The inflectional verbal morphology of Old Inggirian divides itself, albeit not neatly, into three sets of forms: bound forms, nominal forms and finite forms. Finite forms are those forms that carry personal marking, and nominal forms are those which may head the body of a relative clause. The finite forms, apart from being the only ones to carry personal marking, may only appear at the end of a sentence or clause. The nominal forms, although frequently employed, especially in later texts, as medial verb forms to the (progressively rarer) finite forms ending a sentence, all have nominal or adnominal functions to some degree. The remaining forms all essentially act as adverbs, and thus are called bound forms.
The Finite Forms
The finite forms essentially occupy a 2x2 matrix:
No f. reference
The precise meaning of these categories, although convenient for analysis, requires explanation.
The aorist is the unmarked form. Its semantic value is simply the assertion of some state or action. Pragmatically, this most often translates to a future or present interpretation, but the aorist can be used where the use of the "past" -ne is rendered superfluous by context. It has no aspectual interpretation.
The subjunctive, similar to the aorist, has no fixed temporal reference, but simply indicates full or partial non-assertion. Its use is therefore very wide. It occurs in complement phrases, especially to verbs of quotation or fearing. It can indicate that the speaker is unsure, for instance because he has inferred the information being communicated. Finally, it can indicate a state of potentiality.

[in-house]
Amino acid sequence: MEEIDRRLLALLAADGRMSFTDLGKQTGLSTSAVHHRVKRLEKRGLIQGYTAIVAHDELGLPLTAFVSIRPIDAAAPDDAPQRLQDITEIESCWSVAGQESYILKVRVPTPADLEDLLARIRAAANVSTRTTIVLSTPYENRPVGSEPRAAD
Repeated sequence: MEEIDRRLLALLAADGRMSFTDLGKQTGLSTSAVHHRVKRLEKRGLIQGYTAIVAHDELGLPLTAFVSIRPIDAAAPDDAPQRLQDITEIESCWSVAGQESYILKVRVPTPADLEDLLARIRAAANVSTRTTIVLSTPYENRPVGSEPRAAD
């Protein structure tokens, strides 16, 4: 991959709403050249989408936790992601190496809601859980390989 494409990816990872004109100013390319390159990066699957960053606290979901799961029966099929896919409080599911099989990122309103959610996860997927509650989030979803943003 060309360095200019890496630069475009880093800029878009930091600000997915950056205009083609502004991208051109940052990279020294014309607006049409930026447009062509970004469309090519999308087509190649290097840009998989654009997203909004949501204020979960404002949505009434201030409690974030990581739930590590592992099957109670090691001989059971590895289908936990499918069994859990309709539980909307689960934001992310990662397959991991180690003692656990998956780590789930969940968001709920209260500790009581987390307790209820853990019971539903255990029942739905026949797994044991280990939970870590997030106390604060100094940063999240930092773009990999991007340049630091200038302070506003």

The past (which is quite misleadingly named) is an asserted form that carries fixed reference to some point of time. When context does not specify a time period, the default interpretation is a past time reference. However, it is grammatical also to use this form in any other time context. In these situations, its use over the aorist is usually conditioned by the presence of a subclause that refers to a different time.
The conditional is the non-asserted counterpart to the past, and derives its name from the unusual counterfactual construction of Old Inggirian, in which the protasis is a finite verb in the conditional and the apodosis a nominalization in the infinitive. On its own it may fulfill similar functions as the subjunctive, but with a past time reference (such as a sort of potential-in-the-past).
The Personal Desinences
Old Inggirian has a very pedestrian set of finite personal endings, distinguishing three persons and two numbers.